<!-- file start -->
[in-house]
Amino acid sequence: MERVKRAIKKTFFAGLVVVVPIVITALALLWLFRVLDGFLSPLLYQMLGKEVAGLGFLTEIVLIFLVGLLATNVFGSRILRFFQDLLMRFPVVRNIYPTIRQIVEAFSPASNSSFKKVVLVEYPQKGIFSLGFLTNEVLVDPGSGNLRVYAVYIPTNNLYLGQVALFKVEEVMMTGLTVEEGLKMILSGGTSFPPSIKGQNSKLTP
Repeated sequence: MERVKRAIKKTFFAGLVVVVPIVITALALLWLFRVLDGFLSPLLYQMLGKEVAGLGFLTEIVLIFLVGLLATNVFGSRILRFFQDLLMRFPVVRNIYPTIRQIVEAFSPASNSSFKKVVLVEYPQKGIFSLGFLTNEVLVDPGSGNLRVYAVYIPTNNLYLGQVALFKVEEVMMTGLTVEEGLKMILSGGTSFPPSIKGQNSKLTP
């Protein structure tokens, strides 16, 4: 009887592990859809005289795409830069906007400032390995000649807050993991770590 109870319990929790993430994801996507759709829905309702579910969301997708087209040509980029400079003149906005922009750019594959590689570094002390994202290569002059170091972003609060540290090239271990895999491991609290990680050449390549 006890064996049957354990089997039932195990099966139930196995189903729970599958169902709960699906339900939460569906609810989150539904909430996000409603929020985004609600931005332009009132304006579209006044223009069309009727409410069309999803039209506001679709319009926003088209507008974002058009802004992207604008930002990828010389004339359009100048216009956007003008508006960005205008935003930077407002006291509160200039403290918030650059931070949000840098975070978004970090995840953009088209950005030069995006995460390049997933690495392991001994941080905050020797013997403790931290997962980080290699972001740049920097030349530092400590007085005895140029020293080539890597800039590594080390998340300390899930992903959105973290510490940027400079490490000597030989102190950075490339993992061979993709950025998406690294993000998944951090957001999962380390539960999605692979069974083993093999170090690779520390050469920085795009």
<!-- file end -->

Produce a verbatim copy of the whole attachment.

[in-house]
Amino acid sequence: MERVKRAIKKTFFAGLVVVVPIVITALALLWLFRVLDGFLSPLLYQMLGKEVAGLGFLTEIVLIFLVGLLATNVFGSRILRFFQDLLMRFPVVRNIYPTIRQIVEAFSPASNSSFKKVVLVEYPQKGIFSLGFLTNEVLVDPGSGNLRVYAVYIPTNNLYLGQVALFKVEEVMMTGLTVEEGLKMILSGGTSFPPSIKGQNSKLTP
Repeated sequence: MERVKRAIKKTFFAGLVVVVPIVITALALLWLFRVLDGFLSPLLYQMLGKEVAGLGFLTEIVLIFLVGLLATNVFGSRILRFFQDLLMRFPVVRNIYPTIRQIVEAFSPASNSSFKKVVLVEYPQKGIFSLGFLTNEVLVDPGSGNLRVYAVYIPTNNLYLGQVALFKVEEVMMTGLTVEEGLKMILSGGTSFPPSIKGQNSKLTP
């Protein structure tokens, strides 16, 4: 009887592990859809005289795409830069906007400032390995000649807050993991770590 109870319990929790993430994801996507759709829905309702579910969301997708087209040509980029400079003149906005922009750019594959590689570094002390994202290569002059170091972003609060540290090239271990895999491991609290990680050449390549 006890064996049957354990089997039932195990099966139930196995189903729970599958169902709960699906339900939460569906609810989150539904909430996000409603929020985004609600931005332009009132304006579209006044223009069309009727409410069309999803039209506001679709319009926003088209507008974002058009802004992207604008930002990828010389004339359009100048216009956007003008508006960005205008935003930077407002006291509160200039403290918030650059931070949000840098975070978004970090995840953009088209950005030069995006995460390049997933690495392991001994941080905050020797013997403790931290997962980080290699972001740049920097030349530092400590007085005895140029020293080539890597800039590594080390998340300390899930992903959105973290510490940027400079490490000597030989102190950075490339993992061979993709950025998406690294993000998944951090957001999962380390539960999605692979069974083993093999170090690779520390050469920085795009």